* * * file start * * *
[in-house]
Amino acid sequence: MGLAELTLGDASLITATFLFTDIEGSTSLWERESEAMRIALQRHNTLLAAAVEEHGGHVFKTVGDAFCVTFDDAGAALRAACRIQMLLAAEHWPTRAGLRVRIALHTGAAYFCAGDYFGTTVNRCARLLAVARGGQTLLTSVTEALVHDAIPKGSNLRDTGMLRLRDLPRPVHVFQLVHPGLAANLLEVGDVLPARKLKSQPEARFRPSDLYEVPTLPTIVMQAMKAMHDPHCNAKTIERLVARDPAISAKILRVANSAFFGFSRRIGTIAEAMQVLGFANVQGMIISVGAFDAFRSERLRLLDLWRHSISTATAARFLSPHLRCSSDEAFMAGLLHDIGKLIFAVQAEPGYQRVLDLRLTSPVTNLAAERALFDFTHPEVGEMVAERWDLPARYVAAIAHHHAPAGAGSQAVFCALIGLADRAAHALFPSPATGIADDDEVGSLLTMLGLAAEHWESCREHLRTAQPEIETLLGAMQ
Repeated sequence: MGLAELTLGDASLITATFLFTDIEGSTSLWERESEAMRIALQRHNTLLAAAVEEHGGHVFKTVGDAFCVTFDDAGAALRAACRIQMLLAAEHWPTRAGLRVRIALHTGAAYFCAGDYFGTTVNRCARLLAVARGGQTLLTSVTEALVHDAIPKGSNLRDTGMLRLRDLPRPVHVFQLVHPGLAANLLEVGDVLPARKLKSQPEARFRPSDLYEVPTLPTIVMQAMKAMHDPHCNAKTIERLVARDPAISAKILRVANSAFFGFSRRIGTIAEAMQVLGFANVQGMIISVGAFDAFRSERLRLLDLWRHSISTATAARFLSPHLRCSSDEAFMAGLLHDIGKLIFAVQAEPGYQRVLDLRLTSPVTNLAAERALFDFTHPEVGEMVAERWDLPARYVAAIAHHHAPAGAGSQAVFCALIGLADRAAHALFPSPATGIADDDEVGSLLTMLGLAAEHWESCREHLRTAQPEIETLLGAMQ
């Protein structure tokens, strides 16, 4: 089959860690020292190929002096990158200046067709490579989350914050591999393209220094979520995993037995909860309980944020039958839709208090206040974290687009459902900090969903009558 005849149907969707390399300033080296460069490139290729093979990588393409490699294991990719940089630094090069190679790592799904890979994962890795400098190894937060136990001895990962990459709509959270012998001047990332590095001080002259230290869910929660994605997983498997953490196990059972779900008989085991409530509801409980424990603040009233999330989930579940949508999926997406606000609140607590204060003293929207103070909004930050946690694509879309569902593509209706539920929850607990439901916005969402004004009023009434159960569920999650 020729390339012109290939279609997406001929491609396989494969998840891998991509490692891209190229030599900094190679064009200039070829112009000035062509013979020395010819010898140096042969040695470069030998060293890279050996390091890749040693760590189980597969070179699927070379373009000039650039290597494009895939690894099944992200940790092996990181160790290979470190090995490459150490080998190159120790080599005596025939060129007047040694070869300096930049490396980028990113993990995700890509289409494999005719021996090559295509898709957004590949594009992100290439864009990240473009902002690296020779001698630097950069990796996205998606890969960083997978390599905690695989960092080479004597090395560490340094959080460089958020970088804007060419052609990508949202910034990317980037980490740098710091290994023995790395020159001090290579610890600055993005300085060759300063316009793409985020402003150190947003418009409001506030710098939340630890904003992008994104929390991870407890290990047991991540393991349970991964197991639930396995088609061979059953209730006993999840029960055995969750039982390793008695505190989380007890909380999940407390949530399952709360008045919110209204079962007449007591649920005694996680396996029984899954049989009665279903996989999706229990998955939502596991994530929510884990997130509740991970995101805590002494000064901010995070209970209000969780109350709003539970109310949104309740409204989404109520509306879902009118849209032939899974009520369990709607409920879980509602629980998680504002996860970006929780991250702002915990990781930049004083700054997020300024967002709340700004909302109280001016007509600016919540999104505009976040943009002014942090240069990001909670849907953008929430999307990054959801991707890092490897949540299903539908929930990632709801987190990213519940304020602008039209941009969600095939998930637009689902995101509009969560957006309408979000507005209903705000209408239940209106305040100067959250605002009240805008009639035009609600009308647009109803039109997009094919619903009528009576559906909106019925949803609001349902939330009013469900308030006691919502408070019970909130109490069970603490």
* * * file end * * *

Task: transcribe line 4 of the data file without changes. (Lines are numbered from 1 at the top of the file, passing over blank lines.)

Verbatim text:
């Protein structure tokens, strides 16, 4: 089959860690020292190929002096990158200046067709490579989350914050591999393209220094979520995993037995909860309980944020039958839709208090206040974290687009459902900090969903009558 005849149907969707390399300033080296460069490139290729093979990588393409490699294991990719940089630094090069190679790592799904890979994962890795400098190894937060136990001895990962990459709509959270012998001047990332590095001080002259230290869910929660994605997983498997953490196990059972779900008989085991409530509801409980424990603040009233999330989930579940949508999926997406606000609140607590204060003293929207103070909004930050946690694509879309569902593509209706539920929850607990439901916005969402004004009023009434159960569920999650 020729390339012109290939279609997406001929491609396989494969998840891998991509490692891209190229030599900094190679064009200039070829112009000035062509013979020395010819010898140096042969040695470069030998060293890279050996390091890749040693760590189980597969070179699927070379373009000039650039290597494009895939690894099944992200940790092996990181160790290979470190090995490459150490080998190159120790080599005596025939060129007047040694070869300096930049490396980028990113993990995700890509289409494999005719021996090559295509898709957004590949594009992100290439864009990240473009902002690296020779001698630097950069990796996205998606890969960083997978390599905690695989960092080479004597090395560490340094959080460089958020970088804007060419052609990508949202910034990317980037980490740098710091290994023995790395020159001090290579610890600055993005300085060759300063316009793409985020402003150190947003418009409001506030710098939340630890904003992008994104929390991870407890290990047991991540393991349970991964197991639930396995088609061979059953209730006993999840029960055995969750039982390793008695505190989380007890909380999940407390949530399952709360008045919110209204079962007449007591649920005694996680396996029984899954049989009665279903996989999706229990998955939502596991994530929510884990997130509740991970995101805590002494000064901010995070209970209000969780109350709003539970109310949104309740409204989404109520509306879902009118849209032939899974009520369990709607409920879980509602629980998680504002996860970006929780991250702002915990990781930049004083700054997020300024967002709340700004909302109280001016007509600016919540999104505009976040943009002014942090240069990001909670849907953008929430999307990054959801991707890092490897949540299903539908929930990632709801987190990213519940304020602008039209941009969600095939998930637009689902995101509009969560957006309408979000507005209903705000209408239940209106305040100067959250605002009240805008009639035009609600009308647009109803039109997009094919619903009528009576559906909106019925949803609001349902939330009013469900308030006691919502408070019970909130109490069970603490």